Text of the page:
Review: Ricmotech LC-27 Load Cell Brake Mod for Logitech G25 / 27

The Logitech G25/27 is the most popular sim racing wheel on the market and therefore has had more mods made for it than any other wheel and pedal set. We have reviewed several mods to the wheel and even more when it comes to pedal mods, the brake in particular. In this review we are taking a look at the Ricmotech LC27 Load cell brake mod for the G27 pedals.

ricmo logo

Ricmotech is already known for making one of the coolest DIY sim chassis available, the RS-1, but now we will see how they do on the electronics side of things.

The LC27 brake mod comes in 2 different varieties. You can order it as a DIY kit for 109.95 and it will be up to you to install the mod yourself. The other option is the professional installation done by Ricmotech and that will cost 159.95 plus the cost of shipping your pedals to Ricmotech. In this scenario you will receive back a fully modded and plug and play ready set of pedals. Either version ends up being functionally the same and will forever change your brake pedal when running the G27 on the PC. Unfortunately the mod reverses the polarity of the brake and will only work on games that allow you to map your controls. Your brake pedal is now measuring pressure instead of travel. When you think of the brake in your car it is sensitive to how hard you push not how far you push. The harder and faster you press the more the brakes react. Your gaming pedal will now mimic that type of measuring.

In order to save 50 dollars and to get the full experience we opted for the DIY version of the mod. It came nicely packaged and had full instructions on how to install the mod. We also learned a tip from Frank Rico of Ricmotech on how to take apart our pedals and that saved us lots of time and frustration.

We have put out a tech tip on how to do this easily here:

The LC27 mod fits entirely within the shock cover of the original brake pedal. We remove the stock spring and replace it with 3 different parts supplied by Ricmotech. A shortened and much stiffer spring, a rubber stopper, and a little load cell that fits down in the shock cover. This creates three different stages of pressure while always applying pressure to the load cell. As mentioned the instructions were very thorough and if followed the installation is pretty easy. I would call this a low to med level tech job. You don’t have to have electronic knowledge but you will need to touch some wires. The only problem I had during the installation was in dealing with the three little clips that are on the Logitech potentiometer. They are hard to remove and when you do it is easy to pull too hard and strip the clip off the end. I ended up doing this and had to solder that connection together when installing my new pedal. In total including the soldering it took me about a half an hour to complete. Once installed the pedals are plug and play as far as windows recognizing them. However you will want to recalibrate in all of your games in order to get the full range of the new brake pedal.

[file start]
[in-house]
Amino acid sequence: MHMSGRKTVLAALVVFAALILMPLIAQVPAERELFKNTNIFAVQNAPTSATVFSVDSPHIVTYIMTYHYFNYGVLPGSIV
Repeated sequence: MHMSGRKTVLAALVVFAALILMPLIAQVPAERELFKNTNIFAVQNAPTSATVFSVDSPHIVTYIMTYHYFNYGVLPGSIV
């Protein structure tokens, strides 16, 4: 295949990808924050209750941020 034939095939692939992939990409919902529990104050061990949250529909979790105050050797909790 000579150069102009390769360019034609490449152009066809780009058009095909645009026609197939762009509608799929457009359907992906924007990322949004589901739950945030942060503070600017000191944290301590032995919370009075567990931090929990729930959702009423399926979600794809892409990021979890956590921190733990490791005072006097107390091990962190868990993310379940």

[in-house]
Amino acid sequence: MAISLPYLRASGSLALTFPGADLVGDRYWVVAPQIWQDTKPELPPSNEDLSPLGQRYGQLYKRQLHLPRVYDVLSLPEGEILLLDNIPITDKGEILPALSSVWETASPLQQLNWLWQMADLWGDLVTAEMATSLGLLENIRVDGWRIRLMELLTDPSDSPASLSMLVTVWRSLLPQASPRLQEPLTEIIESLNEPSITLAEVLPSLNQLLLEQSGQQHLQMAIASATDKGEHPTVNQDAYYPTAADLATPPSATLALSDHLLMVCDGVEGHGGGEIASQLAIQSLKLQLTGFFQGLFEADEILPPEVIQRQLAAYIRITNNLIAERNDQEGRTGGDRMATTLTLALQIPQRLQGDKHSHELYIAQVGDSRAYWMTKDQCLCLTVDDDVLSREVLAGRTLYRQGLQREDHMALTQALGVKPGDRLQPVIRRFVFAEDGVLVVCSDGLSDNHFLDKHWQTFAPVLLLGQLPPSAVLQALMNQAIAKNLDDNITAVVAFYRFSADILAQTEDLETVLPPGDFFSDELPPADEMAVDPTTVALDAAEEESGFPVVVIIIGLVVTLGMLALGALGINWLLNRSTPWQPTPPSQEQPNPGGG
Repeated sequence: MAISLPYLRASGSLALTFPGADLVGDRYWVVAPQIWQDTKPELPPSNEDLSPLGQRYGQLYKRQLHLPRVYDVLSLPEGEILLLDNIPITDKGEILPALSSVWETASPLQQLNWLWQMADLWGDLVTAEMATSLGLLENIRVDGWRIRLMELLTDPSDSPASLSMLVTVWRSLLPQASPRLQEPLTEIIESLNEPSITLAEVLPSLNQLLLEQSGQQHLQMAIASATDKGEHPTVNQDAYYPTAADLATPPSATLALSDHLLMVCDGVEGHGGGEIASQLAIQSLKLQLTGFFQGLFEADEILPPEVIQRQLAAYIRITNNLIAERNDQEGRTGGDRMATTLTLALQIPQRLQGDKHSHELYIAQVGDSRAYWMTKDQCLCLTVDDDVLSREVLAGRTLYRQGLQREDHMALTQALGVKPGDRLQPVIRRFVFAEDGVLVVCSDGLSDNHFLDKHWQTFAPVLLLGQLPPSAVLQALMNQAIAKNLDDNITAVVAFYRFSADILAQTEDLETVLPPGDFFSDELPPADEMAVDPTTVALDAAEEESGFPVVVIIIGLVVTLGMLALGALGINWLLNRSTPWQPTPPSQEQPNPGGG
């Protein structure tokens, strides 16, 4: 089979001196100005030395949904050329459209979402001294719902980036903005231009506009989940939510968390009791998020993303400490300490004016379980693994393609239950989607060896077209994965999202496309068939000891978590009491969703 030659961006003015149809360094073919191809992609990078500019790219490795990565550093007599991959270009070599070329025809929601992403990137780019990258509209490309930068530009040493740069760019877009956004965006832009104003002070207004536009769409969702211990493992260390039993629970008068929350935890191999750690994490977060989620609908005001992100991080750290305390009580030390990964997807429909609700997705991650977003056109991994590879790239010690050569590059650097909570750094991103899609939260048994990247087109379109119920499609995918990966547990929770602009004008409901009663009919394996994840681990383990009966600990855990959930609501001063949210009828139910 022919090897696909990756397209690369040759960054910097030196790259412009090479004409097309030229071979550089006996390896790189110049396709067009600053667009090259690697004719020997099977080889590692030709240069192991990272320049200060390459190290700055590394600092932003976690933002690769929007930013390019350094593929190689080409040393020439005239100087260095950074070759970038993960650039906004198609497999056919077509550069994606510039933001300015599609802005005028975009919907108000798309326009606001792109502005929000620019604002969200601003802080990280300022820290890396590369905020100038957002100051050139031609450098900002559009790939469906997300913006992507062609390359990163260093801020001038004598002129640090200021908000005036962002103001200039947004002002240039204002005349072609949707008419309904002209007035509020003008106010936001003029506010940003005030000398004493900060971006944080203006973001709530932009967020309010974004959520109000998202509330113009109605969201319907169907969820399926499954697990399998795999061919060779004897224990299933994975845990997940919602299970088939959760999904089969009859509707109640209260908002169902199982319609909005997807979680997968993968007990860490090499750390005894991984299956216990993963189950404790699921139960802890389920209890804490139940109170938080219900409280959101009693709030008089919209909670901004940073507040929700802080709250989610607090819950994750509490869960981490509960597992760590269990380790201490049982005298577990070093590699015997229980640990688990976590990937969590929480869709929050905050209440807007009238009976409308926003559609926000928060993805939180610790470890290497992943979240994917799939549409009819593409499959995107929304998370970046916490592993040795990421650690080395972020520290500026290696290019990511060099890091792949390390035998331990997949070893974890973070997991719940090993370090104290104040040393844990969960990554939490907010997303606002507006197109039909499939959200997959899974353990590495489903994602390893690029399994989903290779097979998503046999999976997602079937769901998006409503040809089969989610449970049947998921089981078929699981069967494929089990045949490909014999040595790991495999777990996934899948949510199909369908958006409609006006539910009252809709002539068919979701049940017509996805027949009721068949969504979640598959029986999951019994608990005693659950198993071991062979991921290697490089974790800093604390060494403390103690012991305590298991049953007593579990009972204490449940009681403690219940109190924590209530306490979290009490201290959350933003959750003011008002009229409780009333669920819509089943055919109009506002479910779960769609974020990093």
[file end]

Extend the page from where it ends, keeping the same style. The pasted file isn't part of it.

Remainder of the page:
Moving on to the performance of the pedal. You will first notice the extreme stiffness of this mod. This is one of the hardest or stiffest brake pedals I have ever tried in sim racing. This would be equal to a fully prepped open wheeled racecar with very little tolerances. Compare that to the stock spring that felt like a brake pedal from a carnival ride. The other immediate thing noticeable is the lack of throw. When the original pedal would move what felt like 3 inches, the new pedal will only move 3/4 – 1 inch at full pressure. And the key word there being pressure. When out on track that extremely hard and very little movement pedal actually offers full range of braking pressure in game. Despite the minimal amount of movement you can actually modulate the brakes fairly well. After a handful of laps and the brain adjusting to this your braking will become more natural and done with less thought and more feel. Because of the massive amount of pressure now required to push the pedal you will need to hard mount your pedals if they weren’t already.

There really is no comparison between this mod and the stock logitech spring. I have always felt that as nice as the stock pedals are functionally they completely lacked in realism starting with the brake pedal. For a mere 100 bucks I feel as if I am running some very high end pedals. Comparing this mod to other mods it really comes down to driving style. Those who focus mainly on formula one cars, or indy cars or even extreme sports cars will like this low travel heavy footed mod. And for those who run more of the oval racing, or the lower level gt cars or who are looking for that sort of feel will want a longer throw pedal for sure. However at this price it is one of the more affordable options available to sim racers.

Here’s a gallery of my installation:

Here’s some images after installation:

PROS:

Inexpensive for a load cell
Total change of pedals from distance to pressure
Added realism
Easy to install
Maintains stock look
Can be reverted to normal if desired

CONS:

Very limited throw
Very heavy on the foot
Limited modulation due to lack of throw
Not PS3 compatible

On the Rev scale the Ricmotech LC27 scores an 8 out of 10

I hope you’ve enjoyed my review of the Ricmotech LC-27. – Shaun Cole

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